Professor Kirill Alexandrov has received a $100,000 Grand Challenges Explorations grant, an initiative funded by the Bill & Melinda Gates Foundation.
Prof. Alexandrov will pursue an innovative global health and development research project, titled “Repurposing glucose monitoring technology for DNA detection”
Grand Challenges Explorations (GCE) funds individuals worldwide to explore ideas that can break the mould in how we solve persistent global health and development challenges. Professor Alexandrov’s project is one of more than 40 Grand Challenges Explorations grants announced today by the Bill & Melinda Gates Foundation.
To receive funding, Professor Alexandrov and other Grand Challenges Explorations winners demonstrated in a two-page online application a bold idea in one of five critical global heath and development topic areas.
Professor Alexandrov will redesign the technology behind blood glucose monitors to develop a cheap, portable biosensor for infectious agents: “We expect that our biosensor will detect viral and bacterial DNA present in human blood or saliva rapidly, allowing for an immediate diagnosis in the field,” he said. “The success of blood glucose sensors is due to their accuracy combined with simplicity of design and ease of manufacturing. “We will re-engineer this technology to incorporate these traits into a portable biosensor platform that can be affordably manufactured and easily used.”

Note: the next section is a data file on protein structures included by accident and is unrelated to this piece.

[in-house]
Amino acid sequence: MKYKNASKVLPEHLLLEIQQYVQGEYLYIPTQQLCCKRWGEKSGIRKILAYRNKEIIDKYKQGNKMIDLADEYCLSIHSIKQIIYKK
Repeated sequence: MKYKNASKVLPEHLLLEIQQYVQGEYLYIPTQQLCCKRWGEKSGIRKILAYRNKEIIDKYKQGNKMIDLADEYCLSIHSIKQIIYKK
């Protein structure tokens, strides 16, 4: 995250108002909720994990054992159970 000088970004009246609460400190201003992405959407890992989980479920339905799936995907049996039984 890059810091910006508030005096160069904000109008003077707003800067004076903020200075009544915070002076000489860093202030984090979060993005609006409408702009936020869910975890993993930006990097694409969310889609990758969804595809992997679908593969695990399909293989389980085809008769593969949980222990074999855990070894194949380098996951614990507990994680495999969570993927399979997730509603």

Infectious diseases infect billions of people each year, mostly in developing countries, but the majority can only be definitively diagnosed through time-consuming and costly laboratory tests.
About Grand Challenges Explorations Grand Challenges:
Explorations is a US$100 million initiative funded by the Bill & Melinda Gates Foundation.Initial grants of US$100,000 are awarded two times a year. Successful projects have the opportunity to receive a follow-on grant of up to US$1 million.
Launched in 2008, over 1186 projects in more than 61 countries have received Grand Challenges Explorations grants. The grant program is open to anyone from any discipline and from any organization. The initiative uses an agile, accelerated grant-making process with short two-page online applications and no preliminary data required.